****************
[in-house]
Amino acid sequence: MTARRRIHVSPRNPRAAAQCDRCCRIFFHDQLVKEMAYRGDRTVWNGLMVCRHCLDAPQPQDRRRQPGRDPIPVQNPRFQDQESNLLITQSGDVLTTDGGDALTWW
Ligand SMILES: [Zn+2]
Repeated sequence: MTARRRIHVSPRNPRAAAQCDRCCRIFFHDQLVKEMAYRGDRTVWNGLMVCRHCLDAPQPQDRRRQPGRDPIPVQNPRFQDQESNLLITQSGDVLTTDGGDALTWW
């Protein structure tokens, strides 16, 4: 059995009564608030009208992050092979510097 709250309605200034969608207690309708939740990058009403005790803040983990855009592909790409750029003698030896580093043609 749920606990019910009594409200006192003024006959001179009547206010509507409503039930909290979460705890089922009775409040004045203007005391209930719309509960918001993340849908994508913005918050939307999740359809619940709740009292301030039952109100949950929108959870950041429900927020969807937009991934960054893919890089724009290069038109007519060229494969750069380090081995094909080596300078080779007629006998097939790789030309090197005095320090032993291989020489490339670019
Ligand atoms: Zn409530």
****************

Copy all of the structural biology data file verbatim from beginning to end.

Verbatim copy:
[in-house]
Amino acid sequence: MTARRRIHVSPRNPRAAAQCDRCCRIFFHDQLVKEMAYRGDRTVWNGLMVCRHCLDAPQPQDRRRQPGRDPIPVQNPRFQDQESNLLITQSGDVLTTDGGDALTWW
Ligand SMILES: [Zn+2]
Repeated sequence: MTARRRIHVSPRNPRAAAQCDRCCRIFFHDQLVKEMAYRGDRTVWNGLMVCRHCLDAPQPQDRRRQPGRDPIPVQNPRFQDQESNLLITQSGDVLTTDGGDALTWW
């Protein structure tokens, strides 16, 4: 059995009564608030009208992050092979510097 709250309605200034969608207690309708939740990058009403005790803040983990855009592909790409750029003698030896580093043609 749920606990019910009594409200006192003024006959001179009547206010509507409503039930909290979460705890089922009775409040004045203007005391209930719309509960918001993340849908994508913005918050939307999740359809619940709740009292301030039952109100949950929108959870950041429900927020969807937009991934960054893919890089724009290069038109007519060229494969750069380090081995094909080596300078080779007629006998097939790789030309090197005095320090032993291989020489490339670019
Ligand atoms: Zn409530």